Hɛhɛwšɩn signs unveiled at Willingdon Beach
Above, from left: John Louie (yaχwum), Phil Russell (kʷʊnanəm) and Cyndi Pallen (čɩnɛ).
New signs have been unveiled in Tla’amin territory as a way to commemorate the Hɛhɛwšɩn carving project.
The six-panel sign on Willingdon Beach now sits on the spot where carvers worked with the public to shape two canoes in a process that began in 2017.
Hɛhɛwšɩn, meaning “the way forward,” is an initiative that officially began with the canoe carving but has encompassed a larger reconciliation initiative between Tla’amin and larger community.
The Hɛhɛwšɩn group led the sign project to commemorate the ongoing work and to give the nation a larger presence on the beach. The signs were unveiled in a ceremony on Nov. 17.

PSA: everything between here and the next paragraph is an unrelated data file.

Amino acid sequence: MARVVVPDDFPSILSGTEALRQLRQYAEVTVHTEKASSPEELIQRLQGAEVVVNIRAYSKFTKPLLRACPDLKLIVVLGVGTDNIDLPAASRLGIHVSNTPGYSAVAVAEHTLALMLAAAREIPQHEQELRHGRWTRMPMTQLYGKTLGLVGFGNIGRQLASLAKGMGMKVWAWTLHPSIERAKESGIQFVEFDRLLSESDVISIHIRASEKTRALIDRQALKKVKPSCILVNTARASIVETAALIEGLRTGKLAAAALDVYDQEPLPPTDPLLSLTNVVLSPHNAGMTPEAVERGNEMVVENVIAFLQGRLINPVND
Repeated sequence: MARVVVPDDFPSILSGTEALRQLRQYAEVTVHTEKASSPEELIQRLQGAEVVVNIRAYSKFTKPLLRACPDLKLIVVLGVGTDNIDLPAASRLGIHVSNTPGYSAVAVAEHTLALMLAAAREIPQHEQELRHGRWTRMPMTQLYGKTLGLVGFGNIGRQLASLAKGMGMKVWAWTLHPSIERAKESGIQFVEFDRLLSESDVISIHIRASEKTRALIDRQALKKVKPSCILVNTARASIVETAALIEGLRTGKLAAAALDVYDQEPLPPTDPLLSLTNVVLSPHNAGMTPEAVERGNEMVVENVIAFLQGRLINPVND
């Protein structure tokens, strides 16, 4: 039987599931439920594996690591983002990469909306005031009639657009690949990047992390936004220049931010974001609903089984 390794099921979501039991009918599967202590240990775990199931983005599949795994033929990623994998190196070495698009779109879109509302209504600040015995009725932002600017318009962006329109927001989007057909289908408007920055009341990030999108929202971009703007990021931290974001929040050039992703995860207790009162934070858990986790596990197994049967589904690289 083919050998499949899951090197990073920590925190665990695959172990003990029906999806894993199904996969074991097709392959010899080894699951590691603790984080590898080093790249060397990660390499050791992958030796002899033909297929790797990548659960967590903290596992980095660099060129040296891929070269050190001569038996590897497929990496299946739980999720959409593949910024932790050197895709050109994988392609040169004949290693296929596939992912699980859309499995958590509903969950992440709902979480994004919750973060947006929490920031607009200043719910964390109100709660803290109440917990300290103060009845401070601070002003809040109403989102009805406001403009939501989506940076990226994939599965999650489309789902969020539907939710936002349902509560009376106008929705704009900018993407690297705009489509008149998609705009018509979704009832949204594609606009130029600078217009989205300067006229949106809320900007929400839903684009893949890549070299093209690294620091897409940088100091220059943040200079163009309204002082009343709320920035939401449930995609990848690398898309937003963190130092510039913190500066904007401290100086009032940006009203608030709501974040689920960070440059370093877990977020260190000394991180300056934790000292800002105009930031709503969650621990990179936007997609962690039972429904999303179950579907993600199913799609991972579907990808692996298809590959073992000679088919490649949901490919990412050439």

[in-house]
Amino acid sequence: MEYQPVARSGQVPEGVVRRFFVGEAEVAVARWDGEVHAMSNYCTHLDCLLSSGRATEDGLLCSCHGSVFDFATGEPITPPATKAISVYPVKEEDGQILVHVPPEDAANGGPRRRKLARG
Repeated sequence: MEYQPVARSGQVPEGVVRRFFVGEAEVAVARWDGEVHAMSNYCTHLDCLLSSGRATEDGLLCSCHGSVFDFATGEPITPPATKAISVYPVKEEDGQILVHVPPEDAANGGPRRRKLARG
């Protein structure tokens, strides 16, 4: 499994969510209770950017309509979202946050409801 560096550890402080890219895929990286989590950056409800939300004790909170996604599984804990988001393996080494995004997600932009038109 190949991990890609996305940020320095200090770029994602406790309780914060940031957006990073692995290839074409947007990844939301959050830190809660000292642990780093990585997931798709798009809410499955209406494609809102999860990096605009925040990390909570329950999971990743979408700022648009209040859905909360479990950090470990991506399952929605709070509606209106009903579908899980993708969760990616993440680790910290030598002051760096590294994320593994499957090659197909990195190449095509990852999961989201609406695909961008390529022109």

A statement from Hɛhɛwšɩn — led by Cyndi Pallen (čɩnɛ), John Louie (yaχwum), and Phil Russell (kʷʊnanəm) — said the sign project took two years to complete.
“The gathering at Willingdon Beach worked to raise awareness of the history of Tla’amin,” the statement said.
“Our non-Indigenous neighbors were invited to participate in this act of reconciliation.”
The signs include photos from the canoe carving process, information about the history of Willingdon Beach, a traditional place names map, a harvest calendar and a timeline about the history of Tla’amin post-contact.
“Our goal is to support the survivors and families and to fully understand the nature, causes and the extent of colonialism,” the statement said.